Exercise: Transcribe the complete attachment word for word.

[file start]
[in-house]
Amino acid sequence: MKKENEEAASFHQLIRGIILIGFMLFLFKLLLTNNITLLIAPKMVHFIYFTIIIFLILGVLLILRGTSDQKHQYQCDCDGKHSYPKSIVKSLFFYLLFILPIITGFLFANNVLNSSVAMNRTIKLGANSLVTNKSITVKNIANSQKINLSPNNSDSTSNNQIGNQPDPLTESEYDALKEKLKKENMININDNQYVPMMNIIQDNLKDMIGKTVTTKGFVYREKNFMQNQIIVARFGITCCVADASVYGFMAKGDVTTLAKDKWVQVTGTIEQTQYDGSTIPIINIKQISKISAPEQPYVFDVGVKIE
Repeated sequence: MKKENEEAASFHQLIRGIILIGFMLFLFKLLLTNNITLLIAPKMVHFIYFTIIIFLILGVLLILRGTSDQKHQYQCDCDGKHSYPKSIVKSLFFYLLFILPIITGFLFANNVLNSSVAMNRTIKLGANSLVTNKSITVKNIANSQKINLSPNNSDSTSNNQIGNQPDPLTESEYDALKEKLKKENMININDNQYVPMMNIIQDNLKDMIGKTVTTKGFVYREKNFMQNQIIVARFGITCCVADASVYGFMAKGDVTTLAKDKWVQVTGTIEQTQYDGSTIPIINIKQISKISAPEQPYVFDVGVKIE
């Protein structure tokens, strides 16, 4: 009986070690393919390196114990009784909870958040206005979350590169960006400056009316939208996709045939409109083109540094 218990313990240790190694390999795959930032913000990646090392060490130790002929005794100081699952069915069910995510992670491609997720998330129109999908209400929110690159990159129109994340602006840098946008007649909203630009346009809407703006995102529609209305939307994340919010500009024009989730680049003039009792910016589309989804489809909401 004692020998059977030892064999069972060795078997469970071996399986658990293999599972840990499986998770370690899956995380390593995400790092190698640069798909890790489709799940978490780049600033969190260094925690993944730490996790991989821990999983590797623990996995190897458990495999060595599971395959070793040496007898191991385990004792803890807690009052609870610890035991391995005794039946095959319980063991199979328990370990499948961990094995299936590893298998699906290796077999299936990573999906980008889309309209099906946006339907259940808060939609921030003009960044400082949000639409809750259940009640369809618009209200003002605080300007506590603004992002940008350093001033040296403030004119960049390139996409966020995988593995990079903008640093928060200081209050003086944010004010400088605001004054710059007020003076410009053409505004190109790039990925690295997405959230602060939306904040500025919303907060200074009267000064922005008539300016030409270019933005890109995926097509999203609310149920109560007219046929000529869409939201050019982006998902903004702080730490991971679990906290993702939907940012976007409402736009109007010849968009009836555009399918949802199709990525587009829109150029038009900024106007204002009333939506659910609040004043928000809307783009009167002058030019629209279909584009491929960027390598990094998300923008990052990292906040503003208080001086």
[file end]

[in-house]
Amino acid sequence: MKKENEEAASFHQLIRGIILIGFMLFLFKLLLTNNITLLIAPKMVHFIYFTIIIFLILGVLLILRGTSDQKHQYQCDCDGKHSYPKSIVKSLFFYLLFILPIITGFLFANNVLNSSVAMNRTIKLGANSLVTNKSITVKNIANSQKINLSPNNSDSTSNNQIGNQPDPLTESEYDALKEKLKKENMININDNQYVPMMNIIQDNLKDMIGKTVTTKGFVYREKNFMQNQIIVARFGITCCVADASVYGFMAKGDVTTLAKDKWVQVTGTIEQTQYDGSTIPIINIKQISKISAPEQPYVFDVGVKIE
Repeated sequence: MKKENEEAASFHQLIRGIILIGFMLFLFKLLLTNNITLLIAPKMVHFIYFTIIIFLILGVLLILRGTSDQKHQYQCDCDGKHSYPKSIVKSLFFYLLFILPIITGFLFANNVLNSSVAMNRTIKLGANSLVTNKSITVKNIANSQKINLSPNNSDSTSNNQIGNQPDPLTESEYDALKEKLKKENMININDNQYVPMMNIIQDNLKDMIGKTVTTKGFVYREKNFMQNQIIVARFGITCCVADASVYGFMAKGDVTTLAKDKWVQVTGTIEQTQYDGSTIPIINIKQISKISAPEQPYVFDVGVKIE
């Protein structure tokens, strides 16, 4: 009986070690393919390196114990009784909870958040206005979350590169960006400056009316939208996709045939409109083109540094 218990313990240790190694390999795959930032913000990646090392060490130790002929005794100081699952069915069910995510992670491609997720998330129109999908209400929110690159990159129109994340602006840098946008007649909203630009346009809407703006995102529609209305939307994340919010500009024009989730680049003039009792910016589309989804489809909401 004692020998059977030892064999069972060795078997469970071996399986658990293999599972840990499986998770370690899956995380390593995400790092190698640069798909890790489709799940978490780049600033969190260094925690993944730490996790991989821990999983590797623990996995190897458990495999060595599971395959070793040496007898191991385990004792803890807690009052609870610890035991391995005794039946095959319980063991199979328990370990499948961990094995299936590893298998699906290796077999299936990573999906980008889309309209099906946006339907259940808060939609921030003009960044400082949000639409809750259940009640369809618009209200003002605080300007506590603004992002940008350093001033040296403030004119960049390139996409966020995988593995990079903008640093928060200081209050003086944010004010400088605001004054710059007020003076410009053409505004190109790039990925690295997405959230602060939306904040500025919303907060200074009267000064922005008539300016030409270019933005890109995926097509999203609310149920109560007219046929000529869409939201050019982006998902903004702080730490991971679990906290993702939907940012976007409402736009109007010849968009009836555009399918949802199709990525587009829109150029038009900024106007204002009333939506659910609040004043928000809307783009009167002058030019629209279909584009491929960027390598990094998300923008990052990292906040503003208080001086």